This year marks the centenary of the outbreak of WW1, so the Royal Mint has announced it is producing a commemorative coin, based on the famous Kitchener Recruitment poster.
Many of us are actually wondering if this is the best choice – and one enterprising woman, Sioned-Mair Richards, has started an online petition for a different person to be represented [more details here] Rather than a man who summoned hundreds of young men to their deaths, this lady proposes we remember a woman who saved many of them, and helped them get safely back to England – but was then shot by the Germans for doing so.
Edith Cavell was a Pastor’s daughter from Norfolk, who trained as a nurse, and in 1907 became Matron of a hospital in Brussels – she was there at the outbreak of WW1. In the first year of the war,she helped over 200 British soldiers escape.
You can read lots about her life and work here, here, and here. I remember being taken, as a very small child, to see her memorial behind Trafalgar Square. My Dad compared her words, with those of Lord Kitchener – and said patriotism was not the highest goal.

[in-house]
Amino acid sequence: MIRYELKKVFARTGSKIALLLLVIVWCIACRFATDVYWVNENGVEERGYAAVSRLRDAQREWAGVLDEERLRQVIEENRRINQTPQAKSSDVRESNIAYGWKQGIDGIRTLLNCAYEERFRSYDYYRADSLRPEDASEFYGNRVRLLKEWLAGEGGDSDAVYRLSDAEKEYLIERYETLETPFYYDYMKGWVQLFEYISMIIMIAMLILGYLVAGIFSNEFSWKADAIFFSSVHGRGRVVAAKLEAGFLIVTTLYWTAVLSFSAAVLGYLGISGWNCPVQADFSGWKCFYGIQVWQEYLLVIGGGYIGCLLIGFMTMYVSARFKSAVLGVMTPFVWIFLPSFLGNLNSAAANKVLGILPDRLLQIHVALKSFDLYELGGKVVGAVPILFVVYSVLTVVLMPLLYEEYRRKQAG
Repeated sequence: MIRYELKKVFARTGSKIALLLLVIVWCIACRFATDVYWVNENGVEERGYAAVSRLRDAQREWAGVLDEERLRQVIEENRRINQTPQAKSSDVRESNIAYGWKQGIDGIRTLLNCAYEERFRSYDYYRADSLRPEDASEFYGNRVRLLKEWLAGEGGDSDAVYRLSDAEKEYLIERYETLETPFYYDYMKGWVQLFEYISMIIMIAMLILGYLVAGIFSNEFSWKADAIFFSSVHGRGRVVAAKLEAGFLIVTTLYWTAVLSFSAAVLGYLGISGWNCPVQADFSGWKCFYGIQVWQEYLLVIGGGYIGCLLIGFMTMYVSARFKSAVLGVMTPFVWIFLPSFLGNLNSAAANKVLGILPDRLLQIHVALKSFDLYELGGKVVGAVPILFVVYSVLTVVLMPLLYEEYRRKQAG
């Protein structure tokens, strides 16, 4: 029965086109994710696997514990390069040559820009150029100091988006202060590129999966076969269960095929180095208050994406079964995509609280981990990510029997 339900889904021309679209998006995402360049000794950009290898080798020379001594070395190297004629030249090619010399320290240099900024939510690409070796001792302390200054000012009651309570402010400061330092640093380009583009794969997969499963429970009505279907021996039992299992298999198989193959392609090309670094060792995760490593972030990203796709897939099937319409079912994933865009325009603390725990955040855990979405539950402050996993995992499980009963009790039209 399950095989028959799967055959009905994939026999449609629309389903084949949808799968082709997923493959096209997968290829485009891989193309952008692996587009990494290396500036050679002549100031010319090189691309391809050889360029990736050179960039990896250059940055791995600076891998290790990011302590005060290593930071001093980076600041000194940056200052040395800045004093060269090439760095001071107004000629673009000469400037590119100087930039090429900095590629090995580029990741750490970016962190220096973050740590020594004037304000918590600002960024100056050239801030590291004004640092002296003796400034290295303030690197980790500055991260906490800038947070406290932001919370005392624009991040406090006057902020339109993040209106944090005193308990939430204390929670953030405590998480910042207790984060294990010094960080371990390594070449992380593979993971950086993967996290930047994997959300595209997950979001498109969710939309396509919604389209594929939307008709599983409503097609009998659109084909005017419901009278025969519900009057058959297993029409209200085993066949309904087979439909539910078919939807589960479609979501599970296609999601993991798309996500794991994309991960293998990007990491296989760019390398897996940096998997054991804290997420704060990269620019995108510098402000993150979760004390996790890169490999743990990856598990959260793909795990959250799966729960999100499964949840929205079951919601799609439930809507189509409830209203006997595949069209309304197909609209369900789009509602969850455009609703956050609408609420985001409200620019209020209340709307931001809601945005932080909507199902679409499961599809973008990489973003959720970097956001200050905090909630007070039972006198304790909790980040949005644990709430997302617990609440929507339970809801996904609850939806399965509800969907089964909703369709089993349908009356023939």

Edith Cavell knew from her youth that she wanted her life to mean something to other people. She reportedly wrote to a cousin that “Some day, somehow, I am going to do something useful. I don’t know what it will be. I only know that it will be something for people. They are, most of them, so helpless, so hurt, and so unhappy.” When she was urged to stop her work with the soldiers, because she was in danger of being caught and punished, she said “I can’t stop while there are lives to be saved.” When placed on trial for her life, she refused to lie to save herself.
She was said to be "quite the most famous woman to be killed in World War I." Piaf, the famous French singer, was born two months after Edith’s execution – and named after her. The Canadians have a particular respect for her, and even re-named a mountain in her honour [read this article from last week!]
The Royal Mint does appear to have backtracked a little, and say the Kitchener coin is the first in a WW1 series. I do so hope that one of the coins will acknowledge this remarkable woman, whose life was one of service and bravery – full of love, faith and peace.
Patriotism is not enough, I must have no hatred or bitterness for anyone